Leader, John Hart and portfolio holder for the environment, Roger Croad, both spoke in favour of the motion, as did my seconder, Robert Vint – and emphasised the importance of the government retaining protections for the UK’s nature in the same way AT LEAST as EU laws provide for currently.
This motion will not only send a strong message to central government that this is absolutely vital for Devon’s landscape but will hopefully inspire other councils to do the same. We must speak with one voice on this issue because there are competing voices lobbying for the opposite to happen.
Many thanks to Devon Wildlife Trust’s Pete Burgess who I helped me with background information on how the Habitats and Birds Directive protects our wildlife.
“Devon is home to many scarce and threatened habitats such our ancient woodlands, rivers and wetlands, upland blanket bogs, lowland heaths, Culm grasslands and our stunning coast
and marine environments.
These support a myriad of species with internationally important populations of marsh fritillary butterflies, greater horseshoe bats, otters, overwintering waders and marine creatures including whales, dolphins and basking shark.
European Union Habitats Regulations protection of land and seascapes such as the pebblebed heaths in East Devon, large swathes of Dartmoor and Exmoor, the Exe and Tamar Estuaries and Lundy Island have meant that wildlife has flourished over the years and has ensured that these places remain crucial international strongholds.
The latest State of Nature report published last October found that the UK has experienced huge losses of habitat and wildlife, and 15 per cent of those studied are threatened with extinction.
Leaving the European Union puts at risk all of these protections – and the Government has not yet promised to retain the same level of protections that currently exist under EU legislation.
This Council recognises the huge importance of these rich landscapes for people and wildlife in Devon – and calls upon the Secretary of State for the Environment to support the Environmental Audit Committee, as well as the coalition of wildlife and nature organisations, asking for retention of at least the same level of protection for our wildlife and environment, as takes place currently under EU law’.”
Nature has never been more under threat.
The latest State of Nature report published last autumn reveals that the UK has experienced huge losses of habitat and wildlife.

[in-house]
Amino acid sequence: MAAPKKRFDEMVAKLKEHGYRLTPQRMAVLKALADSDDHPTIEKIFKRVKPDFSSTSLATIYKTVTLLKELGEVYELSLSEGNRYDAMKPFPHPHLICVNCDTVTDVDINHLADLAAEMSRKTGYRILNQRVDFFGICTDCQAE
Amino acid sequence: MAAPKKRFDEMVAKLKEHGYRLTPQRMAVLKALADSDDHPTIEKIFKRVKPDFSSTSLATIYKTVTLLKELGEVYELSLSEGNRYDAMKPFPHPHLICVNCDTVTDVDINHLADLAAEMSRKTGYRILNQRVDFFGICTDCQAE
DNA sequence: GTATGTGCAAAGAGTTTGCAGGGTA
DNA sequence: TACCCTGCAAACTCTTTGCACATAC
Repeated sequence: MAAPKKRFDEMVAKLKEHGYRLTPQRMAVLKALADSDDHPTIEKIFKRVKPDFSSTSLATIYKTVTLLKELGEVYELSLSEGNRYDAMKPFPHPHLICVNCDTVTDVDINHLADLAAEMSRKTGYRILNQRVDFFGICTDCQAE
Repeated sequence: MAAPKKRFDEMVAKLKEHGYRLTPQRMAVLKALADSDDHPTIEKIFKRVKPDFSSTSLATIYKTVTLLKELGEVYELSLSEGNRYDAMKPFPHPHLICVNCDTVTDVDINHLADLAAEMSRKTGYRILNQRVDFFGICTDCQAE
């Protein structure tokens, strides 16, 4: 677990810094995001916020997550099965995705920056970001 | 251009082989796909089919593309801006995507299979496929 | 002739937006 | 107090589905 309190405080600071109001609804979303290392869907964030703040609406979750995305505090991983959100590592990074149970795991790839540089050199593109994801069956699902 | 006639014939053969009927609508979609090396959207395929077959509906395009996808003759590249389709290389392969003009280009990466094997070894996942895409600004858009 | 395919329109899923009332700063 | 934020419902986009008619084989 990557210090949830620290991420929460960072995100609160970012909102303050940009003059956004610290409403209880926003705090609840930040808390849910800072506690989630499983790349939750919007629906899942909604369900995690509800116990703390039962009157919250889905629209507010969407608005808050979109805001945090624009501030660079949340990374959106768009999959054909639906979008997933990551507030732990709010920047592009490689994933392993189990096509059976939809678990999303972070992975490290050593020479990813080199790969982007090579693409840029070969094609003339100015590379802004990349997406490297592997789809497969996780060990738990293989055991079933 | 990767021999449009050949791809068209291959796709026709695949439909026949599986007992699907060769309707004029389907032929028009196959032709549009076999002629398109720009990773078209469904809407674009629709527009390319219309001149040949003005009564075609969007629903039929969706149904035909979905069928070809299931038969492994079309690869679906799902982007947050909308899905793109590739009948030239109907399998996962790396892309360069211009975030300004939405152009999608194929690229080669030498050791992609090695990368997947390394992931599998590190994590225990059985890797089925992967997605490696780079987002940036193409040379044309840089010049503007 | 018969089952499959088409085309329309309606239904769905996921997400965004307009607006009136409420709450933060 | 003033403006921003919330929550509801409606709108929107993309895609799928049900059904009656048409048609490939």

15 per cent of species studied are threatened with EXTINCTION.
The report described the UK as being one of the most ‘nature depleted’ countries in the world with ONE IN SEVEN species facing EXTINCTION and MORE THAN HALF in decline.
Species at risk of extinction include the kingfisher, water vole, curlew, turtle dove and willow tit.
Unbelievably, the HEDGEHOG, commonly sighted in gardens just 10-20 years ago.
Broadcaster and naturalist, David Attenborough was said in the report that the UK has lost significantly more nature over the long-term than the global average. The index suggests that we are among the most nature-depleted countries in the world.”
The reasons are thought to be a combination of habitat loss due to increasing levels of development, climate change and the intensive management of agricultural land and the use of pesticides.
How does this relate to Devon?
There 122 sites covering 115,000 hectares across our county that are protected by the EU Habitats and Birds Directive. These are strong laws that are extremely helpful in sustaining many rare and declining plants and wildlife.
The laws cover ancient woodlands, rivers, wetlands, upland blanket bogs, lowland heaths, culm grasslands and our stunning coast and marine environments.
Protected species include internationally important populations of marsh fritillary butterflies, greater horseshoe bats, otters, overwintering waders, whales, dolphins and basking sharks.
The EU Habs Regs protect land and seascapes such as the pebblebed heaths in East Devon, large swathes of Dartmoor and Exmoor, the Exe and Tamar estuaries and Lundy Island.
In these places wildlife has flourished over the years and has ensured that they remain international strongholds.
In East Devon EU legislation protects the pebblebed heaths, which include Woodbury and Aylesbeare Commons and all the plants and wildlife there. Birds like the nightjar and dartford warbler are scarcely seen elsewhere.
Leaving the EU puts at risk all these protections.
A coalition of 13 major environmental groups have launched an online pledge for MPs to sign up to asking for at least the same level of protection to be transferred to UK law after Brexit.
Over 200 MPs have signed it, including Neil Parish and Ben Bradshaw in Devon.
I am disappointed to report however, that the MP for East Devon is refusing to sign it.
I very much hope other Devon MPs will also pledge their support for this absolutely vital issue.
The Parliamentary Environmental Audit Committee in December has published its concerns about the impact of Brexit on EU protected landscapes, warning that leaving the EU could have potentially far-reaching negative consequences for the UK’s biodiversity.
The committee’s report added that in order for the government to meet its manifesto commitment to be the “first generation to leave the environment in a better state than it found it” the government MUST before triggering A50 commit to legislating for a new environmental protection act ensuring that the UK has an equivalent or better level of protection as in the EU.
This council has an excellent record of being committed to the natural world and working with other agencies to help nature flourish.
Protecting nature is important because it makes our world a more beautiful and awe inspiring place to live.
At a very basic level the survival of our own species depends on it.
Pic: Aylesbeare Common, which is highly protected under EU legislation and is home to many rare species and plants